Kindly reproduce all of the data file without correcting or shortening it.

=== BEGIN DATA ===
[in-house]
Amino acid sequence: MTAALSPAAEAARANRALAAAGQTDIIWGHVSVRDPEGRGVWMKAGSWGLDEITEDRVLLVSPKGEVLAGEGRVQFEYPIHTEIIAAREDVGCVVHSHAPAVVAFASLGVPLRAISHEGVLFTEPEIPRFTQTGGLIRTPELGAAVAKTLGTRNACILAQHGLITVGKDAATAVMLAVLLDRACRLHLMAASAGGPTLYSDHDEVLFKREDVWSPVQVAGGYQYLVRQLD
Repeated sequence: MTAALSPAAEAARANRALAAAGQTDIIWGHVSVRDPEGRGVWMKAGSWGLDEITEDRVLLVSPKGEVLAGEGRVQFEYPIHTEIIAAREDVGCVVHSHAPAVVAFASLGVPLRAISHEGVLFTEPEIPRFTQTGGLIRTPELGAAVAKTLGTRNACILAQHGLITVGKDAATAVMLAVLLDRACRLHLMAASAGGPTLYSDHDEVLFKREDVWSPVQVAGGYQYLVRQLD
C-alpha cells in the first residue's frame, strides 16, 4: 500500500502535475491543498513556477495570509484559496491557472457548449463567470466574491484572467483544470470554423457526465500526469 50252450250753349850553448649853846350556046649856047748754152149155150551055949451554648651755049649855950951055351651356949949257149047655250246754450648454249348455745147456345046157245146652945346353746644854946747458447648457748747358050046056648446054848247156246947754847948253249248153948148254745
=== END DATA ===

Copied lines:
[in-house]
Amino acid sequence: MTAALSPAAEAARANRALAAAGQTDIIWGHVSVRDPEGRGVWMKAGSWGLDEITEDRVLLVSPKGEVLAGEGRVQFEYPIHTEIIAAREDVGCVVHSHAPAVVAFASLGVPLRAISHEGVLFTEPEIPRFTQTGGLIRTPELGAAVAKTLGTRNACILAQHGLITVGKDAATAVMLAVLLDRACRLHLMAASAGGPTLYSDHDEVLFKREDVWSPVQVAGGYQYLVRQLD
Repeated sequence: MTAALSPAAEAARANRALAAAGQTDIIWGHVSVRDPEGRGVWMKAGSWGLDEITEDRVLLVSPKGEVLAGEGRVQFEYPIHTEIIAAREDVGCVVHSHAPAVVAFASLGVPLRAISHEGVLFTEPEIPRFTQTGGLIRTPELGAAVAKTLGTRNACILAQHGLITVGKDAATAVMLAVLLDRACRLHLMAASAGGPTLYSDHDEVLFKREDVWSPVQVAGGYQYLVRQLD
C-alpha cells in the first residue's frame, strides 16, 4: 500500500502535475491543498513556477495570509484559496491557472457548449463567470466574491484572467483544470470554423457526465500526469 50252450250753349850553448649853846350556046649856047748754152149155150551055949451554648651755049649855950951055351651356949949257149047655250246754450648454249348455745147456345046157245146652945346353746644854946747458447648457748747358050046056648446054848247156246947754847948253249248153948148254745